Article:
• FutureTrack

This Week in Sustainability News 16.02

This past week was filled with interesting sustainability and climate news, we’ve summarised the top stories below.


Over 1,200 funds have ‘sustainable’ label revoked

  • Following an extensive review of European fund documents, Morningstar has revoked the ‘sustainable’ label from over 1,200 funds.

  • Many of these funds were self-identifying as sustainable under Article 8 of the SFDR. To be considered an Article 8 fund under the SFDR, funds must ‘promote ESG characteristics’.

  • This vague criterion has led to uncertainty regarding which funds are applicable and has created opportunities for greenwashing.

  • Morningstar has stated it will continue to examine industry data to improve its process of identifying and labelling sustainable funds.

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Over £295 billion invested into oil and gas production by European banks

  • Since 2016, 25 of Europe’s largest banks have invested over £295 billion into companies with expansion plans in oil and gas.

  • HSBC had invested the most, followed by Barclays and BNP Paribas.

  • Experts have warned that investment and expansion in oil and gas is incompatible with targets to limit global warming to 1.5C and that “there is no pathway to net zero that involves funding an expansion in production of fossil fuels”.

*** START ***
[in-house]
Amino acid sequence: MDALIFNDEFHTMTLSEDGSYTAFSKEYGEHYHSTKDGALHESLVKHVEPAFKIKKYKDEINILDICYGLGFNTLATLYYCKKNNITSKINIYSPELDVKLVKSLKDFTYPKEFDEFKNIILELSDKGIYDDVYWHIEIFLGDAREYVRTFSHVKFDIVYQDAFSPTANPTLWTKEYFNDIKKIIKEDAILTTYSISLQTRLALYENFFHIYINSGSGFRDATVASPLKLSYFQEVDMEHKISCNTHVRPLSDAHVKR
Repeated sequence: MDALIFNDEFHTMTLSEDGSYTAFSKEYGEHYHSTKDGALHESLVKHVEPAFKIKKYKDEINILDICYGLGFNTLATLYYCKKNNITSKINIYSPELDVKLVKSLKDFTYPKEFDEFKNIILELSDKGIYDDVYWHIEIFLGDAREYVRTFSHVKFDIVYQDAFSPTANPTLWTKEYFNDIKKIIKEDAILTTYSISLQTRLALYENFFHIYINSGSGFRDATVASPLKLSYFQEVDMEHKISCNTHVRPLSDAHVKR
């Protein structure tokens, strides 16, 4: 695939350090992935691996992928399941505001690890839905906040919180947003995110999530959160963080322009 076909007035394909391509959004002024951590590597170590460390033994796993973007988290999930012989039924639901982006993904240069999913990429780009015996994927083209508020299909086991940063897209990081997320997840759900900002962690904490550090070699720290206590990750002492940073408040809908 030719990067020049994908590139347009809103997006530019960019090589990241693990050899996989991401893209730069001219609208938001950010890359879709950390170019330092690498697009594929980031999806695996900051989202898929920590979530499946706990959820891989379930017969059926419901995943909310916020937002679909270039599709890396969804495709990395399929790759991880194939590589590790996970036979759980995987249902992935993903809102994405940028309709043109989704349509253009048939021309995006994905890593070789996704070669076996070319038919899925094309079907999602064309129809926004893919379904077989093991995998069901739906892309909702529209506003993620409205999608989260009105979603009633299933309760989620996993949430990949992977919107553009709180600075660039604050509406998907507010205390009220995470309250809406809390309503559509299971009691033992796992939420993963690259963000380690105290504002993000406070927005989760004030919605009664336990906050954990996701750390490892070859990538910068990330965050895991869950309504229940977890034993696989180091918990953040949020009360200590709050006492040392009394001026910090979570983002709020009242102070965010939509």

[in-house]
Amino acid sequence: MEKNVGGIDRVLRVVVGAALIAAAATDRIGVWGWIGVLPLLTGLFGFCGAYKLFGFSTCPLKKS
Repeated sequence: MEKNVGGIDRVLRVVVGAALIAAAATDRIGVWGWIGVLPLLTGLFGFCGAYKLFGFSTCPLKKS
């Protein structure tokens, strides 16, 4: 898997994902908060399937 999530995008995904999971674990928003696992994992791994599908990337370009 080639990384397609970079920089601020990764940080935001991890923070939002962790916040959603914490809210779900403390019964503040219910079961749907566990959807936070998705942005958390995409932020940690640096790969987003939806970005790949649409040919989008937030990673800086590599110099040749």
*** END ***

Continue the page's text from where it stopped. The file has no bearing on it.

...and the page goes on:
• ShareAction argues that these investments are not only detrimental to our planet, but also to the banks’ investors, as climate change and transition risks will ‘destroy’ value for energy companies.

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Experts fear net zero misinformation may undermine UK emissions targets

  • Misinformation linking the cost-of-living crisis to the UK’s carbon reduction goals has caused concern that progress made during COP26 will be undermined.

  • Experts argue that blaming high energy prices on net zero targets is irresponsible and a wilful misdiagnosis of the situation.

  • It was also warned that any indication that the false net zero claims are causing ministers to backpedal on climate targets “would clearly reduce the UK’s standing in the world. It would be a complete failure of leadership, and the world would judge [the UK government] harshly.”

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Is warming feeding the warming? Methane rises indicate possible feedback mechanism

  • Current levels of atmospheric methane are triple that of pre-industrial levels, now exceeding 1900 parts per billion.

  • Researchers have found that while methane emissions slowed around the turn of the century, they began to rapidly and mysteriously rise after 2007.

  • While two-thirds of the methane released between 2007-2016 has resulted from human activity, stressing the need for nations to keep their COP26 pledge to curb methane emissions, researchers are warning that the rising methane levels may indicate a feedback mechanism.

  • Experts fear that as the earth warms, a feedback mechanism will cause more methane to be released, further raising temperatures and therefore releasing more methane. This would make the task of fighting climate change even more difficult.

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